• Lecutrio shares a 99-day study schedule for USMLE Step 1 and a medical school survival guide. The study schedule incorporates all the lectures/videos that the student needs to watch (3,148 videos amount to 260 hours!!!). The medical school survival guide is shorter with only 29 videos and includes information about each year of medical school.


  • Lecturio provides detailed textbook articles with rich details and images. These are a good review after the videos have been watched, as the videos are geared more towards providing an overview.

Search Function:

  • Typing in a topic can help you find videos, questions, or articles that are associated with it

Bookmatcher Link

  • This is AWESOME! The bookmatcher link allows students to select a book (and edition) that he or she is using to study (ie. First Aid, Robbins, Rapid Review). The student then provides the page number that they are on in the book, and the search function in Lecturio will navigate to the same topic. For example, if the student is learning about pulmonary embolism in FA, he or she would in put the book (FA 2018) and the page number (#), and Lecturio will navigate to any videos, questions, and articles specifically about pulmonary embolism.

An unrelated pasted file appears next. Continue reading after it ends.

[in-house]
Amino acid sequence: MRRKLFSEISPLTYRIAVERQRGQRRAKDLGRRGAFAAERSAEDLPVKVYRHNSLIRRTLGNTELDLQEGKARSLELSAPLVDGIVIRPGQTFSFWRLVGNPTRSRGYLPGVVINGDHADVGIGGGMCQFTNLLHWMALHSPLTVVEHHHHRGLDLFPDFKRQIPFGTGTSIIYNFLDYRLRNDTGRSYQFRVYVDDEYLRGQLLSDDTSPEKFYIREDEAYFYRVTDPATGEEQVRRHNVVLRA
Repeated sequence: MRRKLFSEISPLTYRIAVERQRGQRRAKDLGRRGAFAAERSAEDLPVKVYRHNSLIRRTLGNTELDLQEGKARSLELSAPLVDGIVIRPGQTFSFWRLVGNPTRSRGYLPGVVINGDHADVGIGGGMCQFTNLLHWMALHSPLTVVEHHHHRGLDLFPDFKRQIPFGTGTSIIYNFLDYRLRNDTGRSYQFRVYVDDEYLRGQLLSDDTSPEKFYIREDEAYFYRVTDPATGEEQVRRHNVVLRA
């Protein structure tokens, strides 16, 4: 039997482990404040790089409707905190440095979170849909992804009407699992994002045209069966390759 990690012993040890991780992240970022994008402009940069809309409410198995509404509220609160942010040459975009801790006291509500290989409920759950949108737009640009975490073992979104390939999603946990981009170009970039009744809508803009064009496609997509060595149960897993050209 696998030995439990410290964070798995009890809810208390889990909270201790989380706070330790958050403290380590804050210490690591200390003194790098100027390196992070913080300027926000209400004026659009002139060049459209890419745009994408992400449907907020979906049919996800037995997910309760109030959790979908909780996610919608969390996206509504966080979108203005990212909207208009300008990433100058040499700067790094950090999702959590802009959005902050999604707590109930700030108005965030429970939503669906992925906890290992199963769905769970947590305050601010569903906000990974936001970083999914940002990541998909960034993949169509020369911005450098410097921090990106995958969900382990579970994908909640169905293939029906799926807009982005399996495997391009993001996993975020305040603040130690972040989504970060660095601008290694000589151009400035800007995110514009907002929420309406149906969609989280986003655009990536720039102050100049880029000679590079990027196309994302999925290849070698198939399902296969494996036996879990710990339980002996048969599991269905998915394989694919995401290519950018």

• Students can also take a picture of the page they are reading in the textbook with a smartphone and the Lecturio mobile app will redirect them to any videos about that topic


  • The Qbank set up here is very similar to UWorld (different question modes, subjects, systems), which is appealing because many students are already be familiar with the interface (or you will be once you dig in to USMLE prep).
  • Every question also has “related videos” and “first aid references” embedded within each explanation which provide excellent review.
  • All the answer options are explained and there is a learning objective making for a great in depth USMLE review.
  • Over 2,000 preclinical questions and over 1,000 clinical questions are included in the Lecturio Qbank. Additionally, more questions are added and created regularly.
  • Over 17,000 recall questions (associated with videos) are included in the Qbank
  • Overall we think the questions are of EXCELLENT quality and are very thorough in terms of explanations.


  • Medical schools can assign assignments for the students to complete, which will appear in the assignments tab
  • Ability to oversee the overall activity across all groups (ex: MCAT student, year 1 students, basic science students, etc)